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Unformatted text preview: Physics 225 Relativity and Math Applications Spring 2010 Unit 14 Solving Maxwells Equations N.C.R. Makins University of Illinois at UrbanaChampaign 2010 Physics 225 14.2 14.2 Physics 225 14.3 14.3 Unit 14: Solving Maxwells Equations You saw them initially last week, and here they are again: Maxwells Equations , the four equations that define all of electromagnetic theory. Drum roll please here they are! ! ! " ! E = # $ ! ! " ! B = ! ! " ! E = # $ ! B $ t ! ! " ! B = ! J + # $ ! E $ t This electromagnetic theory, with its quantummechanical extension QED = Quantum ElectroDynamics, is arguably the most preciselytested theory in the world. Experiment and theory have been pushed to more than 7 significant digits, and they still agree. The reason that the four Maxwell equations are all you need comes from a mathematical principle known as the Helmoltz Theorem : The behavior of any vector field is defined entirely by its divergence and curl. In other words: if you know the curl of a vector field ! E and you know its divergence as well, then you know everything about it. 1 So how does one solve Maxwells Equations? How does one use these master equations to actually obtain the electric and magnetic fields produced by any charge or current distribution? In general, there are three techniques: 1. Bruteforce integration over the charge and current distributions. FYI: In your later courses, you will find this technique under the heading Greens functions . Greens functions are solutions of inhomogeneous differential equations for point sources . Once you know the field created by a point source, you just add together integrate all the contributions to the field at any given field point from every source point in the universe. Easy. We know the Greens function solutions for Maxwells equations in the static case when nothing is changing with time: they are Coulombs Law and the BiotSavart Law . Weve been practicing this technique and well continue to do so today. 2. Apply GaussGreenStokes for cases with high symmetry . This is the solution technique you have been using in Physics 212 to obtain (a) the electric field of charged spheres, infinite cylinders, and infinite sheets or slabs from Gauss Law, and (b) the magnetic field of infinite solenoids, infinitely long wires, toroids, and current sheets from Amperes Law. This is a very elegant technique, but it only applies in those seven highsymmetry cases. The material at the end of this unit goes into more detail about this solution technique. 3. Find classes of solutions for the differential equations in different circumstances, and patch them together using boundary conditions . You will study this technique extensively in Physics 435....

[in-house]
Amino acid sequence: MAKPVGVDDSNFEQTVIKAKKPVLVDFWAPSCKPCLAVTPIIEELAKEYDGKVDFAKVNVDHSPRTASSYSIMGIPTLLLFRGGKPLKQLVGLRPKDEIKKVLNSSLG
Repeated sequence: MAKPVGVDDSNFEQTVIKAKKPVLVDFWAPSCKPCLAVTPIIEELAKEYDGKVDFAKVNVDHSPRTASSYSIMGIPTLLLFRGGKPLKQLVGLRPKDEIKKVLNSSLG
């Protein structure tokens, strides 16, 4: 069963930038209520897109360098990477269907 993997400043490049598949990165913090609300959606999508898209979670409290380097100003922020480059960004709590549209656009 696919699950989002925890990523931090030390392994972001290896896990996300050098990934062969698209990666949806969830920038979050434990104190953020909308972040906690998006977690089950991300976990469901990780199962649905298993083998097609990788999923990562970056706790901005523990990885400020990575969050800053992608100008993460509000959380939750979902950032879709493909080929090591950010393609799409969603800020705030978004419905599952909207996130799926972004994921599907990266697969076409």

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This note was uploaded on 10/06/2011 for the course PHYS 225 taught by Professor Makins during the Spring '10 term at University of Illinois, Urbana Champaign.
 Spring '10
 Makins
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